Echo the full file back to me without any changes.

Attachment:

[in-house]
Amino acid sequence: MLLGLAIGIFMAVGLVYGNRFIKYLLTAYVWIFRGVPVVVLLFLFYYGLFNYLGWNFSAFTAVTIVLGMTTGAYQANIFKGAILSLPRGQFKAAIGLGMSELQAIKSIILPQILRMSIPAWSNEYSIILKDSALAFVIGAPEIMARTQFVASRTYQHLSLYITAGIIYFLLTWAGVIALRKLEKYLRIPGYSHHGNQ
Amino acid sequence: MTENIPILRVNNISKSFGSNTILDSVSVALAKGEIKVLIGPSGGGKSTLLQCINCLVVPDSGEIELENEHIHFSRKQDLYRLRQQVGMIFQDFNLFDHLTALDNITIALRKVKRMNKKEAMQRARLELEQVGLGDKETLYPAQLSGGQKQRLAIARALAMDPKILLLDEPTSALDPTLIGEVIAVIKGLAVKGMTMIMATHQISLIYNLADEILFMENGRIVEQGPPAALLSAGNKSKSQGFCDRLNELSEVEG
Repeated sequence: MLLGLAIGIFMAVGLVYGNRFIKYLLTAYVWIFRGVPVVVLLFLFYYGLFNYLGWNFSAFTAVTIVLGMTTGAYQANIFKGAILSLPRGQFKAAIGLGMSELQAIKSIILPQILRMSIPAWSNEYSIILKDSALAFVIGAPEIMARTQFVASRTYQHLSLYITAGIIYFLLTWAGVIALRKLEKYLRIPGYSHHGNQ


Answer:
[in-house]
Amino acid sequence: MLLGLAIGIFMAVGLVYGNRFIKYLLTAYVWIFRGVPVVVLLFLFYYGLFNYLGWNFSAFTAVTIVLGMTTGAYQANIFKGAILSLPRGQFKAAIGLGMSELQAIKSIILPQILRMSIPAWSNEYSIILKDSALAFVIGAPEIMARTQFVASRTYQHLSLYITAGIIYFLLTWAGVIALRKLEKYLRIPGYSHHGNQ
Amino acid sequence: MTENIPILRVNNISKSFGSNTILDSVSVALAKGEIKVLIGPSGGGKSTLLQCINCLVVPDSGEIELENEHIHFSRKQDLYRLRQQVGMIFQDFNLFDHLTALDNITIALRKVKRMNKKEAMQRARLELEQVGLGDKETLYPAQLSGGQKQRLAIARALAMDPKILLLDEPTSALDPTLIGEVIAVIKGLAVKGMTMIMATHQISLIYNLADEILFMENGRIVEQGPPAALLSAGNKSKSQGFCDRLNELSEVEG
Repeated sequence: MLLGLAIGIFMAVGLVYGNRFIKYLLTAYVWIFRGVPVVVLLFLFYYGLFNYLGWNFSAFTAVTIVLGMTTGAYQANIFKGAILSLPRGQFKAAIGLGMSELQAIKSIILPQILRMSIPAWSNEYSIILKDSALAFVIGAPEIMARTQFVASRTYQHLSLYITAGIIYFLLTWAGVIALRKLEKYLRIPGYSHHGNQ